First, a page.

Oculoplasty Services

What is Squint (STRABISMUS)?


Squint ,in layman language means the deviating eye, is a visual defect in which eyes are not in alignment and point in different directions. One eye may look straight ahead, while the other eye may turn inward, outward, upward or downward.


The exact cause of strabismus is not fully understood. Six eye muscles, controlling the eye movement, are attached to the outside of each eye. In each eye, two muscles function to move the eye right or left. The other four muscles move it up or down or at an angle. Strabismus is especially common among children with disorders that affect the brain such as:
1.Cerebral palsy
2.Down syndrome
4.Brain tumors.


Ptosis is a drooping or falling of the upper eyelid. The drooping may be worse after being awake longer when the individual's muscles are tired but that term normally refers to the condition amblyopia. If severe enough and left untreated, the drooping eyelid can cause other conditions, such as amblyopia or astigmatism. This is why it is especially important for this disorder to be treated in children at a young age, before it can interfere with vision development.



Ptosis occurs due to dysfunction of the muscles that raise the eyelid or their nerve supply.It can affect one eye or both eyes and is more common in the elderly, as muscles in the eyelids may begin to deteriorate. One can, however, be born with ptosis. Congenital ptosis is hereditary in three main forms.[1] Causes of congenital ptosis remain unknown. Ptosis may be caused by damage to the muscle which raises the eyelid, damage to the superior cervical sympathetic ganglion or damage to the nerve which controls this muscle. Such damage could be a sign or symptom of an underlying disease such as diabetes mellitus, a brain tumorand diseases which may cause weakness in muscles or nerve damage, such as myasthenia gravis or oculopharyngeal muscular dystrophy. Exposure to the toxins in some snake venoms, such as that of the cobra, may also cause this effect.


Dacryocystorhinostomy (DCR) surgery is a procedure that aims to eliminate fluid and mucus retention within the lacrimal sac, and to increase tear drainage for relief of epiphora (water running down the face). A DCR procedure involves removal of bone adjacent to the nasolacrimal sac and incorporating the lacrimal sac with the lateral nasal mucosa in order to bypass the nasolacrimal duct obstruction. This allows tears to drain directly into the nasal cavity from the canaliculi via a new low-resistance pathway.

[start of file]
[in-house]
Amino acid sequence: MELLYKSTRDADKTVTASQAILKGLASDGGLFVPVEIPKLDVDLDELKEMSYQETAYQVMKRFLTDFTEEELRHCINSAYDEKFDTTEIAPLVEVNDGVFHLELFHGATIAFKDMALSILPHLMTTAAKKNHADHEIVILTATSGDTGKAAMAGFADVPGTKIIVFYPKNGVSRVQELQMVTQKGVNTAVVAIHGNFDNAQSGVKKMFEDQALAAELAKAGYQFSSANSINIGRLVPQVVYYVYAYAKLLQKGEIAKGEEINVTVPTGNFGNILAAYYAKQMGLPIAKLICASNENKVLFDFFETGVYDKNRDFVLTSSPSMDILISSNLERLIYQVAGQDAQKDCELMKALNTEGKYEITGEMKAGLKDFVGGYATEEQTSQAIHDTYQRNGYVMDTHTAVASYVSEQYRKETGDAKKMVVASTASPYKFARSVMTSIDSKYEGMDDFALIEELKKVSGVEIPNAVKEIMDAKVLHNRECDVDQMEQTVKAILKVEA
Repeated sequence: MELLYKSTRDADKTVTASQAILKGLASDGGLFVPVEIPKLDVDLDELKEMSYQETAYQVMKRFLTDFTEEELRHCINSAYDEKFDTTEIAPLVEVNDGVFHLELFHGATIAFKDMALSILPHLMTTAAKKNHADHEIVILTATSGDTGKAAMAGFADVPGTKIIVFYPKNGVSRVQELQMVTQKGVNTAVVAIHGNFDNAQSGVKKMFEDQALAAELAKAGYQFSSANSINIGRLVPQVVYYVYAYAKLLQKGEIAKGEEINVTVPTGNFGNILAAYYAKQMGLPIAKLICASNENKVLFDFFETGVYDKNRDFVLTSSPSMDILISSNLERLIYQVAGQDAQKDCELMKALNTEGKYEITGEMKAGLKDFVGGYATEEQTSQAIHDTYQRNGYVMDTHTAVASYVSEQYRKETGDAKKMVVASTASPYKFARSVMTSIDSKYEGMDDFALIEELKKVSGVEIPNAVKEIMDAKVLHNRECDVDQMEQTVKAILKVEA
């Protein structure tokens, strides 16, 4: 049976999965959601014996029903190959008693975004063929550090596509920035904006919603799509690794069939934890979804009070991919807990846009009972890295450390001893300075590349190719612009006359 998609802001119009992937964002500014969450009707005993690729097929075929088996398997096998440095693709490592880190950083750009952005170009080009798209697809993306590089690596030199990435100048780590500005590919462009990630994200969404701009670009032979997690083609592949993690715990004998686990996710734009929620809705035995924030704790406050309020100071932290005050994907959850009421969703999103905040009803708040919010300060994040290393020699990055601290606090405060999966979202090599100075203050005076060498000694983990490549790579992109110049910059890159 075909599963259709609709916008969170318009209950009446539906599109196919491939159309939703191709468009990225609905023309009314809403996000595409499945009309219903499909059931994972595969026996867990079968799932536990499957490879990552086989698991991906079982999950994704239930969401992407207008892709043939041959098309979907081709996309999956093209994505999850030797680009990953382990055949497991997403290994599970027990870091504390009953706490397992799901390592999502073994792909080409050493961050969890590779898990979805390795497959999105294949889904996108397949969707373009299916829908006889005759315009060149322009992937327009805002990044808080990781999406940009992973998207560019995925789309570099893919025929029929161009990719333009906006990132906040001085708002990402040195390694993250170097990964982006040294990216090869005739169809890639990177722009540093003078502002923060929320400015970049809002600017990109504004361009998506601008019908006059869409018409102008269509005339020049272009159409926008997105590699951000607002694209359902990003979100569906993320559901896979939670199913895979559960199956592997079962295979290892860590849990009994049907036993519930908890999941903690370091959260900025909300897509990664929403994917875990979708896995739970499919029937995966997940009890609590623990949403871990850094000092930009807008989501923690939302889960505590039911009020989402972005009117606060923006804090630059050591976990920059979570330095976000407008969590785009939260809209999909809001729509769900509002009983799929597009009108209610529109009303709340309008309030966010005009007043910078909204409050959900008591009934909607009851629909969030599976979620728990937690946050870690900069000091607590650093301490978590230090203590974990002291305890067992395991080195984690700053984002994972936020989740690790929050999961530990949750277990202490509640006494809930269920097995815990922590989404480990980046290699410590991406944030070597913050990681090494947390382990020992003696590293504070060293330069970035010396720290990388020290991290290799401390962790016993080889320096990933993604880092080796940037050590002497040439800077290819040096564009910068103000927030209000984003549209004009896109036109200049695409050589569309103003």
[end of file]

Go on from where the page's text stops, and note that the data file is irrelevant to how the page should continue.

Removal of total sac in cases where DCR can not be performed.


Nasolacrimal duct obstruction (NLDO) can result in a watery eye, due to obstruction of the outflow of tears.

Lid tumors & Lid Reconstruction

Lid tumors

Tumors of the eyelids may be benign cysts, inflammations (styes), or malignant tumors (skin cancers). The most common type of eyelid cancer is basal cell carcinoma. Most basal cell carcinomas can be removed with surgery. If left untreated, these tumors can grow around the eye and into the orbit, sinuses and brain. Other eyelid cancers include squamous cell carcinoma, sebaceous cell carcinoma, and malignant melanoma. Together, these tumors make up the remaining 10% of eyelid malignancies.
Malignant tumors are completely removed and the eyelid is repaired using plastic surgery techniques. Additional cryotherapy (freezing-therapy) and radiation are sometimes required after surgery.

Lid tumors

Lid Reconstruction

Lid Reconstruction

Eyelids are complex structures and pose a challenge for reconstruction. They play an important role in protecting the globe from trauma, excessive light, and in maintaining the integrity of tear films and moving the tears toward the lacrimal drainage system. The beauty and expression to the eye is given by the lids and muscles in it. Upper and lower eyelids have been formed for their specific functions by Nature. To undertake the reconstruction of the eyelids, it is very important to understand few basic anatomical features of the eyelids.